Despite the performance, I still believe David Lee Roth cares about art, but he seems to not understand rock and roll as an artform. Who cares though? It was freakishly interesting.
I peed in the stall with the door shut as the others in the restroom discussed the philosophies and conflicts of Roth and Van Halen – topics that, like religion, never get old or die. A female friend later told me the conversations in the ladies room were similar, with the girlfriends were wondering out loud if David Lee’s extroverted, surreal, sexual displays (pouring Jack Daniel’s down his spandex, masturbating with the microphone, licking his fingers) were meant to excite them, “cause I think it’s gross,” my friend quoted the girls who found Dave’s act homoerotic. “My boyfriend is just too excited by it!” David Lee Roth is an aging diva. If he performed in gay clubs, they’d go nuts.
At one point I recognized Louie the manager in the public bathroom, drunk, beer in hand. “Louie,” I said, “I’m Michael from the newspaper. I spoke with…” He was much nicer this time as he interrupted, “Oh hey, I’m sorry we couldn’t do anything for you as far as interviews·”
I spoke as he slid away from me, “Yes, I’d still like to interview him. I’d like to keep in touch over the next few weeks and when you guys get off tour·” I gave him my card. Then Louie, still in his clear rain slicker, handed down the definitive statement regarding David Lee Roth, his career, his motives, his life: “I’ll tell you what,” Louie said as “Pretty Woman” blasted from the stage outside, “When we come back with Van Halen, you get first shot.”
As if it were news to anyone: Dave was merely auditioning every night in hopes of re-joining his toothless bandmates in Van Halen. I was still stunned that Louie’d reveal the motives so bluntly. But if there’s a snowflake’s chance in Florida that it does happen, I hope he was telling me the truth about giving me the scoop. And therein lies the rub: It seems like such a far away notion that that reunion would ever happen, but we’d all pay $30 (maybe $50) to see it. And in the meantime we’ll all dog Dave as he travels the demeaning road, trying to get us what we want.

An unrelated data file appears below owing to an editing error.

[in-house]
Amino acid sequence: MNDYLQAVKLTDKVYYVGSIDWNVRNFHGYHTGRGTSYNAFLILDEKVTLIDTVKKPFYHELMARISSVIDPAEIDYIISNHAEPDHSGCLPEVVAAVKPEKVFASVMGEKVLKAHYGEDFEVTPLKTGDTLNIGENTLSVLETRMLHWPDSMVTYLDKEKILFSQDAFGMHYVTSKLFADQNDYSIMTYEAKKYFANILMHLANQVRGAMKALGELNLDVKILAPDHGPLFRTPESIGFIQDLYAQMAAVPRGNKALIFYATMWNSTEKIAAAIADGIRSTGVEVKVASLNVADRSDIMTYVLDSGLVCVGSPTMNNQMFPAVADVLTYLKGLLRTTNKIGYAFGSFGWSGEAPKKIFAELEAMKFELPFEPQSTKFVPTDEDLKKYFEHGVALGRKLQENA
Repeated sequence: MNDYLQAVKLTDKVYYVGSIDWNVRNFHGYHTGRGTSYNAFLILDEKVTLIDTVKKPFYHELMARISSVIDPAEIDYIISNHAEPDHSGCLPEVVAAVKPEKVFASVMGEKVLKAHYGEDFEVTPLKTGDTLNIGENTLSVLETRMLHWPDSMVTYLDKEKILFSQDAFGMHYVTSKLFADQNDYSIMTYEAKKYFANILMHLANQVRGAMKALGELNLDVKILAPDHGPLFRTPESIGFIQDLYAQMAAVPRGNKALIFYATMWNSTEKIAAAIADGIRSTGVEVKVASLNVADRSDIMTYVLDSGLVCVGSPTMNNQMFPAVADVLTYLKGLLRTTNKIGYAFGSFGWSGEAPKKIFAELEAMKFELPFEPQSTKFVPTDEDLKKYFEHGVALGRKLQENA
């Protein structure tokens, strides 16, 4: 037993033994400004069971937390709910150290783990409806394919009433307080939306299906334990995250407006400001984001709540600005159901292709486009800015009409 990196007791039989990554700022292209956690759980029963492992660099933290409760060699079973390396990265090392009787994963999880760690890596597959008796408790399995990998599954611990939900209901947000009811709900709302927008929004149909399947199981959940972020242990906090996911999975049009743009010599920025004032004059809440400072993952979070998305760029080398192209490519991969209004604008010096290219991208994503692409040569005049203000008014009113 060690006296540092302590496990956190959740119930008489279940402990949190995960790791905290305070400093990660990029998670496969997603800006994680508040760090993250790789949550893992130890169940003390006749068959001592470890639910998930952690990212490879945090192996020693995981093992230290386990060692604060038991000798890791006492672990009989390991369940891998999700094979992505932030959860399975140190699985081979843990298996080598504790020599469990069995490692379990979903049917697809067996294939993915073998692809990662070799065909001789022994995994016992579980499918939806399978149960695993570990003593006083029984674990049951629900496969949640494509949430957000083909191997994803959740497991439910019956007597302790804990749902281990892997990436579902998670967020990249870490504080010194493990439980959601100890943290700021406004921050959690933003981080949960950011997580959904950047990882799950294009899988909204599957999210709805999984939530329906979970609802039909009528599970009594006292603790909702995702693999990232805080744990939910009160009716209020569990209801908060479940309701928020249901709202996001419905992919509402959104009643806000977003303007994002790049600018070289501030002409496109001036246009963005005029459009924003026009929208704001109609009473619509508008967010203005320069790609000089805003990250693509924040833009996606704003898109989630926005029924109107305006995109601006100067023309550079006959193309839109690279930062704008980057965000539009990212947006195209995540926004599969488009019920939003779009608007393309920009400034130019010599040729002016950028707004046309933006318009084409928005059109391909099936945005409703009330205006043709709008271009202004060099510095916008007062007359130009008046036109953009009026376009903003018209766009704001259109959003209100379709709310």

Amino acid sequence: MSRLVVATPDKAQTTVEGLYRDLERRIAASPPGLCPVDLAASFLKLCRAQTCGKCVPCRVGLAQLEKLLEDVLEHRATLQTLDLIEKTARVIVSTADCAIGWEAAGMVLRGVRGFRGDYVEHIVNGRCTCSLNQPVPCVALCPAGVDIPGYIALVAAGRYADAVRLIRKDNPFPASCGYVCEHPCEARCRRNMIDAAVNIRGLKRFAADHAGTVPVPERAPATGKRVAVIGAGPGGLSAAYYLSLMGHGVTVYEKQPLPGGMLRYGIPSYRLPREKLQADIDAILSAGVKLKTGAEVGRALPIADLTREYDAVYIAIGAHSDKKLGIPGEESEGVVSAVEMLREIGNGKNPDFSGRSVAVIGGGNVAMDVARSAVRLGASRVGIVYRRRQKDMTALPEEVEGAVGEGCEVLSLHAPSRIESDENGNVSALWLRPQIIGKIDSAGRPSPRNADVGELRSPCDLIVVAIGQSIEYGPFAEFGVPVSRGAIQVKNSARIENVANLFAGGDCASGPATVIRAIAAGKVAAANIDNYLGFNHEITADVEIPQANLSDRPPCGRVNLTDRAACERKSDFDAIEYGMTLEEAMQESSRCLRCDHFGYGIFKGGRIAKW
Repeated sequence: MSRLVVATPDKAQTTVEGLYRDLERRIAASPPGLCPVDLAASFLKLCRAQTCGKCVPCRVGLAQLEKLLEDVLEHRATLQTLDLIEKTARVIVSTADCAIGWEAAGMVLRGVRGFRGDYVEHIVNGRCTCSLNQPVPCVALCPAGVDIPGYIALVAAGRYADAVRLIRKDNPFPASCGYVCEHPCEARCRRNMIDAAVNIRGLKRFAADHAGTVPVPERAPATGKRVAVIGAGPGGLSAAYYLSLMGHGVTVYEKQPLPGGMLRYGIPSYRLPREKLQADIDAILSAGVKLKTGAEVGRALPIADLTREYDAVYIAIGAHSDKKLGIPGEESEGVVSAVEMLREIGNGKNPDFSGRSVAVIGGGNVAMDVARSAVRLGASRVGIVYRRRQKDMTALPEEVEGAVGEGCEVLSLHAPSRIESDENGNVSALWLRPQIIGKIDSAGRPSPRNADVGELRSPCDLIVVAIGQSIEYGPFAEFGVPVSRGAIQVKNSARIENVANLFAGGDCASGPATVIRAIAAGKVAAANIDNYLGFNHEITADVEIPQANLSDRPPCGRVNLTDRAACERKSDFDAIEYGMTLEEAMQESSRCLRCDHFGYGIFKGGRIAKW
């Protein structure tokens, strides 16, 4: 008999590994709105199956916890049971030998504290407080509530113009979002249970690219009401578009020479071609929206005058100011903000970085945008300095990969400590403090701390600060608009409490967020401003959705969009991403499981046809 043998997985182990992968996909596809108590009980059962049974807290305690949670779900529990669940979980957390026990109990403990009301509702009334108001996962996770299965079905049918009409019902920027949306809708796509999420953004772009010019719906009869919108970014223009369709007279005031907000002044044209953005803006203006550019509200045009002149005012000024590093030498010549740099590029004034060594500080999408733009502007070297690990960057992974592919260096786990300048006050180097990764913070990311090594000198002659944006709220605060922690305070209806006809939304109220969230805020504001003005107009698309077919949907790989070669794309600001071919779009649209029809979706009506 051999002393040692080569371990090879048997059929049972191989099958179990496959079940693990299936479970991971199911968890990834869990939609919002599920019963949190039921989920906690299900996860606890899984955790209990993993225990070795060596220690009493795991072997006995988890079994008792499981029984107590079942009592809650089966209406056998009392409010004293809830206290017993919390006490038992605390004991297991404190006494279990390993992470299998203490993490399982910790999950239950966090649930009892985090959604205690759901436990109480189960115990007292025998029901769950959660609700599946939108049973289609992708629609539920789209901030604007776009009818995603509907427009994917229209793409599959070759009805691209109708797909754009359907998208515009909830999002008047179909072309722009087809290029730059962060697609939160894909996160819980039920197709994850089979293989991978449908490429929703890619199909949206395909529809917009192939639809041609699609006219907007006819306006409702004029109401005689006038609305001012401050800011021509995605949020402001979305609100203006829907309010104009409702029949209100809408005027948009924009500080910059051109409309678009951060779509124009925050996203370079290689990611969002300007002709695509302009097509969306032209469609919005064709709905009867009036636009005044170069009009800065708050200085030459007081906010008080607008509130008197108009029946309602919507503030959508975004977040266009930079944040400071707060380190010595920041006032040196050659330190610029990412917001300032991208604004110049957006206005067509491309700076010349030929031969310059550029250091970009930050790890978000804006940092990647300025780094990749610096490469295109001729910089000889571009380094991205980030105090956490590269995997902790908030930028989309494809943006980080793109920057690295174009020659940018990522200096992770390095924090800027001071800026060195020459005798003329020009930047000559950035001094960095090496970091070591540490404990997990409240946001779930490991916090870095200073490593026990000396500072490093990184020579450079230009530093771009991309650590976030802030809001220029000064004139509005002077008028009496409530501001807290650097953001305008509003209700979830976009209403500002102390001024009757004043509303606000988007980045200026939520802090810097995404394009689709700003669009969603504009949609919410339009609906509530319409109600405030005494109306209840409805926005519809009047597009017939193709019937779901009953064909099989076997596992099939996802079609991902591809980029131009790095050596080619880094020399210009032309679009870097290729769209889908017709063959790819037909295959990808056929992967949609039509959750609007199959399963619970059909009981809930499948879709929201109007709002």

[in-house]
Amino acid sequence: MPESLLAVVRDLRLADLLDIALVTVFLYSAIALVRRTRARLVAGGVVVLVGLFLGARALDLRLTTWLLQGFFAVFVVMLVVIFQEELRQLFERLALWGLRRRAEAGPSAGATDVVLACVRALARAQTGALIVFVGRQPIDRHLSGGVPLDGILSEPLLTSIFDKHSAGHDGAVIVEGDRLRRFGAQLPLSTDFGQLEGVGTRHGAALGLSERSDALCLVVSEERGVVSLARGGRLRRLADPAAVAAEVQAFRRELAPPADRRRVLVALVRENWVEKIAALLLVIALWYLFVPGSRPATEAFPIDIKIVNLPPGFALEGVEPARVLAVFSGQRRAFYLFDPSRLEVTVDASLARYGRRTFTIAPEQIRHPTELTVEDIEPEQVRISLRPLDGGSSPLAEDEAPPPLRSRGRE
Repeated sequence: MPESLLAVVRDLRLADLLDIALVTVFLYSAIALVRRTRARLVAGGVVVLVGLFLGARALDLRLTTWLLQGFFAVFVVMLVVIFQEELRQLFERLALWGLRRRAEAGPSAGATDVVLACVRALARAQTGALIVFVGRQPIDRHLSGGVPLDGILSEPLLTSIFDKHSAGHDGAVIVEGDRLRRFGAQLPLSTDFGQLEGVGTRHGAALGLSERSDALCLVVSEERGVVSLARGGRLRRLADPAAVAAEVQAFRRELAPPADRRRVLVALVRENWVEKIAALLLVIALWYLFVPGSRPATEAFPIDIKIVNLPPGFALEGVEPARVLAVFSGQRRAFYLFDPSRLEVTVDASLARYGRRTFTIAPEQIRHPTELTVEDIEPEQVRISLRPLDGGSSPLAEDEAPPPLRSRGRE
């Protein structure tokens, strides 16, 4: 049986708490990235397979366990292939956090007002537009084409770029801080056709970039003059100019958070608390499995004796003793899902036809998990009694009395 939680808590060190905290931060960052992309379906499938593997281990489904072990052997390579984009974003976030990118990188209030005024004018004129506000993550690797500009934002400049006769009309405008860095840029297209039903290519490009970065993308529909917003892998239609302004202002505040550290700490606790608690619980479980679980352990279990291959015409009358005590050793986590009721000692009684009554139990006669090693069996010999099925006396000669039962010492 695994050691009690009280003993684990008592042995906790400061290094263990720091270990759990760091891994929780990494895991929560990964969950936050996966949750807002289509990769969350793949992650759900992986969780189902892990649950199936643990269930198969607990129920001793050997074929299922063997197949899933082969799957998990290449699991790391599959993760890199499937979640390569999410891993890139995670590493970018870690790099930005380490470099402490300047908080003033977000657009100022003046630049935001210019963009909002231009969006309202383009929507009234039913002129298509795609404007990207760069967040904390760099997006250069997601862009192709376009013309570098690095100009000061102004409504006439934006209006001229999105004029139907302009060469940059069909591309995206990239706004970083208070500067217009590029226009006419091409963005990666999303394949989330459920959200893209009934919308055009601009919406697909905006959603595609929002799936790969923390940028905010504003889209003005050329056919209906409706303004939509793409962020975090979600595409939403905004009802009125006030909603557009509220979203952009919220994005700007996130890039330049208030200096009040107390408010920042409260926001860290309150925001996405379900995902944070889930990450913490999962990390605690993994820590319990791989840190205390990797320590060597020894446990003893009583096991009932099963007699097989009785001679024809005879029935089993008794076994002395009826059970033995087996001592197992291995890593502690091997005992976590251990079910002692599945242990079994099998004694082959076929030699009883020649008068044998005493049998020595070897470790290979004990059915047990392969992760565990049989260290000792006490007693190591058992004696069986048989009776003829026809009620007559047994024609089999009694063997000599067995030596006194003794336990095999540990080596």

After the show, in search of journalistic opportunity, I tried to get on the tour bus. A professional looking lady in a mini-skirted powersuit stood outside the door. “Hi, have you seen Louie?” I asked her, “He wanted me to meet him here after the show.” I figured if Louie saw me he’d remember and it would turn into a meeting with David Lee Roth.
“No, they left,” She said as a gray-haired man came down the stairs of the bus with the kind of metal suitcase often associated with ransom money. The lady went on, attempting to put me off very professionally. As she talked, the suitcase man reached the bottom of the stairs. Right below us, he stumbled, and a gun fell out of his pocket onto the ground in front of us. The serious lady looked at me, worried about the journalist.
“I’m not gonna say nothin,” I assured her, touching her shoulder. I smiled uncontrollably. “Have you seen Louie?” I laughed.
It may not have been the artistic validation of David Lee Roth I’d come looking for, but in pondering the artistic ideals and philosophies in question at this Van Halen tribute concert, I realized it was one of the most interesting concerts of my life.